Fleets Outside of Healthcare Industries Interested in Vaccine Transport



A recent survey from Fleet Advantage illustrated the desire and preparedness fleets have in their ability to transport a COVID-19 vaccine to U.S. locations.

On Dec. 11, the FDA granted emergency authorization for a COVID-19 vaccine developed by Pfizer and BioNTech. A vaccine produced by Moderna is also expected to secure approval soon. With the first of the vaccines now formally approved, shipments have begun and Pfizer plans to distribute about 25 million doses in the U.S. by the end of the year through a distribution system that is centered around cold-storage transport for the vaccine.

While additional bandwidth exists for the transportation of the vaccine, there are concerns about truck reliability.

Fleet Advantage commissioned an online survey in early December and found that nearly a third (32%) of those executives surveyed said they have the bandwidth available to transport a vaccine, and another third (32%) said they are interested in transporting a vaccine. Thirty-three percent also stated that they are looking into possible custom specifications for their equipment to handle special vaccine transport.

However, 65% said they do not have enough drivers to handle additional vaccine transport, and more than a quarter (27%) said they have concerns about their aging truck fleets’ ability to successfully deliver the vaccine without roadside breakdowns from maintenance issues.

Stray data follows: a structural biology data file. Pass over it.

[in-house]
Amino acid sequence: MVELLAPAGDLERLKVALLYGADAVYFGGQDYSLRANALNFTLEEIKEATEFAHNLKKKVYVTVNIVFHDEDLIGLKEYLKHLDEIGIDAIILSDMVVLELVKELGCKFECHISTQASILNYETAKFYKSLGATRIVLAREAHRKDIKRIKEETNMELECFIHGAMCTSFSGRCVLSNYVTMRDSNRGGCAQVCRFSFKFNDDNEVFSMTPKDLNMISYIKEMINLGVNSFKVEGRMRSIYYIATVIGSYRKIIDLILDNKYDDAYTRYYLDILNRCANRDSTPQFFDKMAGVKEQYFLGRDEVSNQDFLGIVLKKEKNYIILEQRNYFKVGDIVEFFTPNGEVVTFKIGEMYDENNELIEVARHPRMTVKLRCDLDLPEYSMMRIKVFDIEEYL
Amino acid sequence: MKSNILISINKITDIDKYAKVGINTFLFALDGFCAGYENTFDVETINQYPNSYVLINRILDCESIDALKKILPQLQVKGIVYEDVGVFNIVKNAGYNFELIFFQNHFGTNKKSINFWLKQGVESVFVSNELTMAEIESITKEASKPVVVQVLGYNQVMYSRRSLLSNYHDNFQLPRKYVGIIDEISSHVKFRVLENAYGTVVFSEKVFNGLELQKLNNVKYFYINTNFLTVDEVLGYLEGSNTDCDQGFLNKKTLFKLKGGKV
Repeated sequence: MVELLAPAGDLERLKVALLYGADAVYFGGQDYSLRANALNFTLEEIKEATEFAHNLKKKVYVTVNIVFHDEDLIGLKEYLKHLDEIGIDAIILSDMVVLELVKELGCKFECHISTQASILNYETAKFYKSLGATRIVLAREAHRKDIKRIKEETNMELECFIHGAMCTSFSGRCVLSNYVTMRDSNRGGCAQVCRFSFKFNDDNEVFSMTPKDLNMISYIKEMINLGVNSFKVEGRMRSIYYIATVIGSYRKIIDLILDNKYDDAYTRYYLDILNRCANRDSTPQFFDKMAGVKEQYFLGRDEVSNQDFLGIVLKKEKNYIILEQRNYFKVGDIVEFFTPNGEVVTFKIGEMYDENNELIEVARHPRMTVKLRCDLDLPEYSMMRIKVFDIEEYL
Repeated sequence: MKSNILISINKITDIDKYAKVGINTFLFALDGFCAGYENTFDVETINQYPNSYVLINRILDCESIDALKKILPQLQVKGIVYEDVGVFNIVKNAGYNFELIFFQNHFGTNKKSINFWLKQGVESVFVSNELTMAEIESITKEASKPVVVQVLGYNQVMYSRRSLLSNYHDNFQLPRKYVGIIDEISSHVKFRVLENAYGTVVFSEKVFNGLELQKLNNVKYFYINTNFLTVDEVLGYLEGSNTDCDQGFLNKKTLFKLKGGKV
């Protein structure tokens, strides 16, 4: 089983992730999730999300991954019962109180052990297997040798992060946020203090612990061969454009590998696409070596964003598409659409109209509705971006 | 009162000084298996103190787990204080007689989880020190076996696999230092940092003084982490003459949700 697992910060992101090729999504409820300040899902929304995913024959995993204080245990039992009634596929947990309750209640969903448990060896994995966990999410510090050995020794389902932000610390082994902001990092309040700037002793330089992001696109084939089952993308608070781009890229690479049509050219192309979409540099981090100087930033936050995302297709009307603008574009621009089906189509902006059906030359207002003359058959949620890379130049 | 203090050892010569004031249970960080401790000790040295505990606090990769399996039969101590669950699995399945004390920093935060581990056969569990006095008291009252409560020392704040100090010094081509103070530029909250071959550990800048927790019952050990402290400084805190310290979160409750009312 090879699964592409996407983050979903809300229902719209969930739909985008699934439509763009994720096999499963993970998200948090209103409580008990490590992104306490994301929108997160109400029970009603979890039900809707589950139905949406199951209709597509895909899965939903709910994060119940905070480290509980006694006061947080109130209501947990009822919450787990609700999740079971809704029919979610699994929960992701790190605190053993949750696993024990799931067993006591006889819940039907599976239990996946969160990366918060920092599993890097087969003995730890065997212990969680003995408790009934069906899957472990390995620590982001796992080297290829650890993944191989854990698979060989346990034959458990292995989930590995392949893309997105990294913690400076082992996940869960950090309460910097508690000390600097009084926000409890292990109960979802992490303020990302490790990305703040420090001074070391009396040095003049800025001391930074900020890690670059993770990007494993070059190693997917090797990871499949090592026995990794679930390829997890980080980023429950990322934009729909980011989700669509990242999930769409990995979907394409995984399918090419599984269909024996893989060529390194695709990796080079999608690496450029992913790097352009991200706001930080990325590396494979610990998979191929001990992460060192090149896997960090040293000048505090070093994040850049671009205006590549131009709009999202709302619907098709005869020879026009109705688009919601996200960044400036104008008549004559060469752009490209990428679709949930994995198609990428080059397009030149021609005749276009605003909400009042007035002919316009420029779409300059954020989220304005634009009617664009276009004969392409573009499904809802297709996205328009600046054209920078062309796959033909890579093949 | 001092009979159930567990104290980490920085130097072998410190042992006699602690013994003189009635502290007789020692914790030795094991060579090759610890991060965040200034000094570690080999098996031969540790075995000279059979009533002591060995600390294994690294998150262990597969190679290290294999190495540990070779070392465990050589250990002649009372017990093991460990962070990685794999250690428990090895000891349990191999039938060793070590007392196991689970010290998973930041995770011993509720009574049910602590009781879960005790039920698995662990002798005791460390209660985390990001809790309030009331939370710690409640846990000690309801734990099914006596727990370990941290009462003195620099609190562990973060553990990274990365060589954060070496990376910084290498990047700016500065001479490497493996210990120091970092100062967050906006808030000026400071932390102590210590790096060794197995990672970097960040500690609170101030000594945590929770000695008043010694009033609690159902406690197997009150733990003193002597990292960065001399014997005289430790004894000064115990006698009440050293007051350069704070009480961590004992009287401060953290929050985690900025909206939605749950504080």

Even before the availability of a vaccine, a growing number of fleet executives were realizing the need to upgrade into newer trucks for better reliability and cost savings. A recent study showed that 55% of fleets said escalating maintenance and repair costs is a leading motivator for upgrading to newer trucks, while 47.3% of fleets said improved fuel economy was a leading motivator.

“There are many issues of heightened sensitivity when it comes to having the right infrastructure in place to properly transport this critically important vaccine to those in need,” Katerina Jones, senior director of marketing and business development at Fleet Advantage, said. “Fleet bandwidth, driver availability and confidence in the fleet’s truck reliability are all major factors that are now front and center for a successful vaccine transport. The trucking industry realizes the critically sensitive nature in hauling the vaccine and is proud to serve its role in such an important period in our history.”

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Terry Mulreany
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